Some children’s vitamins may be more useful than others according to Kimberly Beauchamp, ND
Before you serve up the gummy vitamins, chew on this: some children may not be getting the nutrients they need most from their multivitamins, some may be getting too much of certain nutrients, and others may not need a multivitamin at all.
Do they really need a children’s vitamin?
Eating a healthy diet goes a long way towards preventing nutritional deficiencies, but how much do we really know about which nutrients children are getting enough of in their everyday diets and which ones we need to supplement?
That’s the question that researchers from institutions including Tufts University and the National Institutes of Health attempted to answer in a study published in the Journal of Paediatrics.
The study looked at the diets and supplement use of 7,250 children between 2 and 18 years old to see if taking supplements helped fill in nutritional gaps, or if it led to excess intake of certain nutrients in children who already had good diets.
Following are the percentages of children who took dietary supplements:
- 23% of 2- to 8-year-olds
- 23% of 9- to 13-year-olds
- 26% of 14- to 18-year-olds
Here’s what the study showed:
- Where diet worked: Most of the younger children got plenty of phosphorus, copper, selenium, folate, and vitamins B6 and B12 from diet alone.
- Where supplements helped: Dietary supplements helped fill in nutritional gaps (especially of magnesium, phosphorus, and vitamins A, C, and E) among older children. The prevalence of inadequate intake of all of the nutrients examined (except iron and phosphorus) was significantly lower among children who took supplements. There was a significantly higher prevalence of inadequate calcium and vitamins A, C, D, and E intake across all age groups among children who didn’t take supplements. Most of the children between 2- and 8-years-old who didn’t take supplements didn’t meet the recommended intake for calcium and vitamins D and E.
- Where supplements didn’t help: Even among children who did take supplements, more than one third didn’t get enough calcium or vitamin D. Children who took supplements were more likely to have intakes above the tolerable upper intake level (UL) of iron, zinc, folic acid, and vitamins A and C. Younger children were also more likely to have intakes above the UL for copper and selenium.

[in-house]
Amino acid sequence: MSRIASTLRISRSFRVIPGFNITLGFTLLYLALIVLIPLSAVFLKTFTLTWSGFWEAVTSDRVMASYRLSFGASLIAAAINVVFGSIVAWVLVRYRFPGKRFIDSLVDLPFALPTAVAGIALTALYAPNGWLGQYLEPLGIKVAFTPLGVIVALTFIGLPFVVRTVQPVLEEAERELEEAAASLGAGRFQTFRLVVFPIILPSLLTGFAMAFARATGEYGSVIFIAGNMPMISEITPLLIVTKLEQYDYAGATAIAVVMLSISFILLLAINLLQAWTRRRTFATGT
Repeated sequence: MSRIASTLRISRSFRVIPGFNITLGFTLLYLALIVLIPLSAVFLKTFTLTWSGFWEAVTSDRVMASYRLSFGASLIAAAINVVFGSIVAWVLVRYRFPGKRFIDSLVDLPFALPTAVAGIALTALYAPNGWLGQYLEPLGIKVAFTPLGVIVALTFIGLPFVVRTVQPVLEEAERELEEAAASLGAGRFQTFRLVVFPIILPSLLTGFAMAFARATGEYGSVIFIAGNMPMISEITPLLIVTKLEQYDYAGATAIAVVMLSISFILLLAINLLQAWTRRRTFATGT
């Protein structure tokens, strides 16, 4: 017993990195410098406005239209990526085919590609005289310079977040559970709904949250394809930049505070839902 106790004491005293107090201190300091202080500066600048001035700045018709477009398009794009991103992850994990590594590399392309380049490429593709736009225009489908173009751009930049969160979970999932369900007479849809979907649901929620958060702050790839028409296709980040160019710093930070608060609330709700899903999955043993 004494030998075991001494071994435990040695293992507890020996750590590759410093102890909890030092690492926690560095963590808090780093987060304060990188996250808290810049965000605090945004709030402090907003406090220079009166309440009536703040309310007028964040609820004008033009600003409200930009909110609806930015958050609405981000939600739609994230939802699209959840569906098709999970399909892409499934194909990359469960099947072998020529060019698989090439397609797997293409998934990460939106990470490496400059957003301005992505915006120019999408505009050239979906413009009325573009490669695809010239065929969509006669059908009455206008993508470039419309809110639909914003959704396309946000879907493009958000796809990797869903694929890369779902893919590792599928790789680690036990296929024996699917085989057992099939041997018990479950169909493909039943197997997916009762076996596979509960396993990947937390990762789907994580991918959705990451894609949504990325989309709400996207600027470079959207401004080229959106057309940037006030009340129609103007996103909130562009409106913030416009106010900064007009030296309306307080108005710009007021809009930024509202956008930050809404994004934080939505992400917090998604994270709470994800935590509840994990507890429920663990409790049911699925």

Still wondering what to do?
The take-home message from this study is that younger children may be getting enough of most nutrients from diet alone, but may benefit from boosting intake of certain nutrients, like calcium and vitamins D and E. Older children might benefit from taking a multivitamin-mineral supplement, and making sure that they get enough calcium and vitamin D. “These findings may have implications for reformulating dietary supplements for children,” the authors commented.
(J Pediatr 2012;doi:10.1016/j.jpeds.2012.05.009)
Kimberly Beauchamp, ND, received her doctoral degree from Bastyr University, the nation’s premier academic institution for science-based natural medicine. She co-founded South County Naturopaths in Wakefield, RI, where she practiced whole family care with an emphasis on nutritional counselling, herbal medicine, detoxification, and food allergy identification and treatment. Her blog, Eat Happy, helps take the drama out of healthy eating with real food recipes and nutrition news that you can use. Dr. Beauchamp is a regular contributor to Healthnotes Newswire.